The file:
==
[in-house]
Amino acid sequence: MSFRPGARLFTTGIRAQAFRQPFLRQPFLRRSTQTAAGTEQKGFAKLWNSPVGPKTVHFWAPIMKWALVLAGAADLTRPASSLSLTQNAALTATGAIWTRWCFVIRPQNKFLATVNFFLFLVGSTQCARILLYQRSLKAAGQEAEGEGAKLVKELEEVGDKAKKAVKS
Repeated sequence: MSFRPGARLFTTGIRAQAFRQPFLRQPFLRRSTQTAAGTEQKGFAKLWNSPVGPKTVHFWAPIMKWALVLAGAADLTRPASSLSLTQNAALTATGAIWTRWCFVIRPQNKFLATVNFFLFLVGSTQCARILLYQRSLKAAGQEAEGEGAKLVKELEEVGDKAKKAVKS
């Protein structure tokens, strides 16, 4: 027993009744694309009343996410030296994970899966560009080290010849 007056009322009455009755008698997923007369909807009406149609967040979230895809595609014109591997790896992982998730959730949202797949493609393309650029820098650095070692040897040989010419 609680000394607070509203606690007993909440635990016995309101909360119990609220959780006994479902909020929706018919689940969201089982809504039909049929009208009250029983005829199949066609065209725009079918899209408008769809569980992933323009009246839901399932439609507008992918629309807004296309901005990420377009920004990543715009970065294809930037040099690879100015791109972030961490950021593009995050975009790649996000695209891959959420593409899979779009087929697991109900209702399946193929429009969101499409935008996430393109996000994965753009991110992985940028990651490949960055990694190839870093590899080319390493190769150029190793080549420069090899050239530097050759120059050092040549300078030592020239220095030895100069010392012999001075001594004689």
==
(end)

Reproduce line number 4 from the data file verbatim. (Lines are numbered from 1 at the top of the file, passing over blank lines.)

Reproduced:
């Protein structure tokens, strides 16, 4: 027993009744694309009343996410030296994970899966560009080290010849 007056009322009455009755008698997923007369909807009406149609967040979230895809595609014109591997790896992982998730959730949202797949493609393309650029820098650095070692040897040989010419 609680000394607070509203606690007993909440635990016995309101909360119990609220959780006994479902909020929706018919689940969201089982809504039909049929009208009250029983005829199949066609065209725009079918899209408008769809569980992933323009009246839901399932439609507008992918629309807004296309901005990420377009920004990543715009970065294809930037040099690879100015791109972030961490950021593009995050975009790649996000695209891959959420593409899979779009087929697991109900209702399946193929429009969101499409935008996430393109996000994965753009991110992985940028990651490949960055990694190839870093590899080319390493190769150029190793080549420069090899050239530097050759120059050092040549300078030592020239220095030895100069010392012999001075001594004689």